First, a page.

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Relationship between posttraumatic stress symptoms, caregiving response, and parent mental health in youth exposed to single incident trauma

Research output: Contribution to journalArticle

Original languageEnglish
Pages (from-to)15-22
Number of pages7
JournalJournal of Affective Disorders
Volume251
Early online date8 Mar 2019
DOIs
Publication statusPublished - 15 May 2019

King's Authors

Abstract

Background
Family factors may alter the risk of developing posttraumatic stress disorder (PTSD) or depression in young people after a traumatic event, but it is not clear which modifiable family variables can be addressed in psychological therapies. This study examined the relationships between family factors (Expressed Emotion [EE] and family accommodation) and psychopathology (posttraumatic stress symptoms; PTSS) in young people following a single incident trauma. Potential mediators of these relationships were also investigated.

Method
Sixty-six parent-child dyads (aged 8–17 years) were assessed within one month of attending an Emergency Department. Self-reported PTSS and perceived EE were assessed in young people. Parents’ own PTSS, mood symptoms, EE, and accommodating behaviours were also assessed.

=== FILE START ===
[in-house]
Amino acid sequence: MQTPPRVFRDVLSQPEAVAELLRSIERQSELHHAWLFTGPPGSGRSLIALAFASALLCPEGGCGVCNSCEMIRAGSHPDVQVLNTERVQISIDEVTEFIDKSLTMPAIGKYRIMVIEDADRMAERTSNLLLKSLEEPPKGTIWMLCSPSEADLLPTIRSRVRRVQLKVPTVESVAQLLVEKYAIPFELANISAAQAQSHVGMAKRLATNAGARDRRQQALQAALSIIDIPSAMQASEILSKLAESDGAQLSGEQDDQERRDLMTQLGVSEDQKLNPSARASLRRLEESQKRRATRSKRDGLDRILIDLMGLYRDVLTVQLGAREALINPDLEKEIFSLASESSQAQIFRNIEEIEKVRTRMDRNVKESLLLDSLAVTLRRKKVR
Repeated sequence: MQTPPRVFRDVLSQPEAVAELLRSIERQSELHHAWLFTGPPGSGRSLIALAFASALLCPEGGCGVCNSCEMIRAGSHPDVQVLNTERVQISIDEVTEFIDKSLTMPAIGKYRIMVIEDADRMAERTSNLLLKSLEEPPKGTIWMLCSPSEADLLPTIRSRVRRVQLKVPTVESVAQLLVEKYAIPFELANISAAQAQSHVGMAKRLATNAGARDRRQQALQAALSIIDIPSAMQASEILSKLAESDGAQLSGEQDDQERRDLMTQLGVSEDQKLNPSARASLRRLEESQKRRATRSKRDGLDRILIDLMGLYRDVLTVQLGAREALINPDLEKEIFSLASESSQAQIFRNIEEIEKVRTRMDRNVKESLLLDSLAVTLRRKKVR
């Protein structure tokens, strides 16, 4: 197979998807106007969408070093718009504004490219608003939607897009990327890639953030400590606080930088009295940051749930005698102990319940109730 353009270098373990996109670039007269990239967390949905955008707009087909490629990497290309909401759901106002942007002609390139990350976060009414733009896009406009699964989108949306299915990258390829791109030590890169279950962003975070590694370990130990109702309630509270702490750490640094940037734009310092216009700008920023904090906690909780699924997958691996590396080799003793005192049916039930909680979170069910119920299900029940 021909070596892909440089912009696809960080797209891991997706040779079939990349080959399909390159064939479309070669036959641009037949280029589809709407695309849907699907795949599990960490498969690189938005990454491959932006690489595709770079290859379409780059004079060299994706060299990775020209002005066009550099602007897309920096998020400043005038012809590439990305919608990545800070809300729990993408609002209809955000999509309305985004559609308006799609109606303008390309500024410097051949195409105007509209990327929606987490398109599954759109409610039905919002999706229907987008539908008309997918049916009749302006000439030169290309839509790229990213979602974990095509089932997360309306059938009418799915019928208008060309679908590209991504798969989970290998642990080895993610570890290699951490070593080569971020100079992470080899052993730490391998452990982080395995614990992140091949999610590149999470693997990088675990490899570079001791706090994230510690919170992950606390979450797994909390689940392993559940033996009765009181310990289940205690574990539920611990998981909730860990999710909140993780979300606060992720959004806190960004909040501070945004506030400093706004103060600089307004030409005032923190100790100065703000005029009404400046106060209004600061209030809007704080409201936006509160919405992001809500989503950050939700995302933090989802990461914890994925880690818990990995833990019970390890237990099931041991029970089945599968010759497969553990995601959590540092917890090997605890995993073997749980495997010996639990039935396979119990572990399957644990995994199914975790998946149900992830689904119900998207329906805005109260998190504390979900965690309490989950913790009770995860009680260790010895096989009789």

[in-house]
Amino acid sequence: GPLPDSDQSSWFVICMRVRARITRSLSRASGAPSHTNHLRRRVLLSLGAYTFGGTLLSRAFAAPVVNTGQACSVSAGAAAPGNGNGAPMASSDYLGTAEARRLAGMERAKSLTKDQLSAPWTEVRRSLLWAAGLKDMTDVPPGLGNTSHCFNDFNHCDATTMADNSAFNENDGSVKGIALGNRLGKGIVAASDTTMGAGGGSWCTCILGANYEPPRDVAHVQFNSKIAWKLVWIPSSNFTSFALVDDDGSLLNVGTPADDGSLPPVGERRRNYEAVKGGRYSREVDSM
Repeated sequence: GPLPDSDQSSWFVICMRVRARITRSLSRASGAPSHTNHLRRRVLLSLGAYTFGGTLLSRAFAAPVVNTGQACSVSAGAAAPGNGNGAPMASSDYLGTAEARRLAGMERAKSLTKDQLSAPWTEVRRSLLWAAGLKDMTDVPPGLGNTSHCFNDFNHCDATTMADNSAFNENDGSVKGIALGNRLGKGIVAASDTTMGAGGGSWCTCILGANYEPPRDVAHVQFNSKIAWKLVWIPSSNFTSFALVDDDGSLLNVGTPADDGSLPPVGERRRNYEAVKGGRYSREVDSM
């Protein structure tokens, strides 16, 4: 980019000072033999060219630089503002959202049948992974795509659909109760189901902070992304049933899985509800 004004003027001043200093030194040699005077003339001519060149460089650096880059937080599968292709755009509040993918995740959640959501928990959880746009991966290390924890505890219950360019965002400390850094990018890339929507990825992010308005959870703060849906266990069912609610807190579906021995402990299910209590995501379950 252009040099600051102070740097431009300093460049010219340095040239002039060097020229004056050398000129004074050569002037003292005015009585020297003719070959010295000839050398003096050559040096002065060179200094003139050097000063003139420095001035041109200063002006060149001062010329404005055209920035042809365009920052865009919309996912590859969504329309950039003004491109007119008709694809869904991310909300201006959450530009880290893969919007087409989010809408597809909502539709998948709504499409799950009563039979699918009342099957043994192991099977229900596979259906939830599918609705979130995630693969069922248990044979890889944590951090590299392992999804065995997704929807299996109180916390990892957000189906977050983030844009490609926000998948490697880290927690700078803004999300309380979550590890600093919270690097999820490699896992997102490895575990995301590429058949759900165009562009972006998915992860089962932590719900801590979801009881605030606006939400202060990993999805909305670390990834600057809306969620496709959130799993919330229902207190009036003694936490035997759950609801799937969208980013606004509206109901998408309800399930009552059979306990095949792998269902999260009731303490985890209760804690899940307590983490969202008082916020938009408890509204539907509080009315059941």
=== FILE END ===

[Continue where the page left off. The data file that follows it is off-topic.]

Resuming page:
Results
Cross-sectional analyses revealed that young person-perceived EE, parent-reported emotional over involvement (EOI) and accommodation behaviours significantly predicted higher PTSS in young people. The stress experienced as a consequence of EE mediated the relationship between young person-perceived EOI and PTSS in young people. Parental PTSS and anxiety were positively correlated with EOI and accommodation. Parental PTSS was not significantly associated with symptoms in young people.

Conclusions
The results support the hypothesis that EE and accommodation are positively associated with PTSS in young people in the month following a potentially traumatic event. Understanding the child in the context of their family environment and relationships offers an important framework for making sense of and facilitating adaptive adjustment following a traumatic event.

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